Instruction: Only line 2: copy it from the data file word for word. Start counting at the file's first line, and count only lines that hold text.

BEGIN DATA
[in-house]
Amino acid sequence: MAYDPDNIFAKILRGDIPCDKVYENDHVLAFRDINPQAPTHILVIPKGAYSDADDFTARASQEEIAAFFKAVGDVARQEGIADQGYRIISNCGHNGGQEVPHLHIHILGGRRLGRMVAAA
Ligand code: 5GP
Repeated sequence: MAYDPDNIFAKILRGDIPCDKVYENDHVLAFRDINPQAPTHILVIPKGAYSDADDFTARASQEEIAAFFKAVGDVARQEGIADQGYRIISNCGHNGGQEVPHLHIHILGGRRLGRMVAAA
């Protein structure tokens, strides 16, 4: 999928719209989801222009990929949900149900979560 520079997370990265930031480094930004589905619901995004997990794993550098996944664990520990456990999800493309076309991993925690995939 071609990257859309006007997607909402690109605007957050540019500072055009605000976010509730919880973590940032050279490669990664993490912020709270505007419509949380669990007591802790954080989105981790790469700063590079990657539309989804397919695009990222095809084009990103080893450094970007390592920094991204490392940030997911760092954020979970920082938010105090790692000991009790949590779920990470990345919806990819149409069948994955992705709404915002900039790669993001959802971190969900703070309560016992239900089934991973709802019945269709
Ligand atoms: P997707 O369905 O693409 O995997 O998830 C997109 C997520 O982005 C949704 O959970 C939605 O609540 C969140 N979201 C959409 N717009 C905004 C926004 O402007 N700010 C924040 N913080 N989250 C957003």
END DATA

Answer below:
Amino acid sequence: MAYDPDNIFAKILRGDIPCDKVYENDHVLAFRDINPQAPTHILVIPKGAYSDADDFTARASQEEIAAFFKAVGDVARQEGIADQGYRIISNCGHNGGQEVPHLHIHILGGRRLGRMVAAA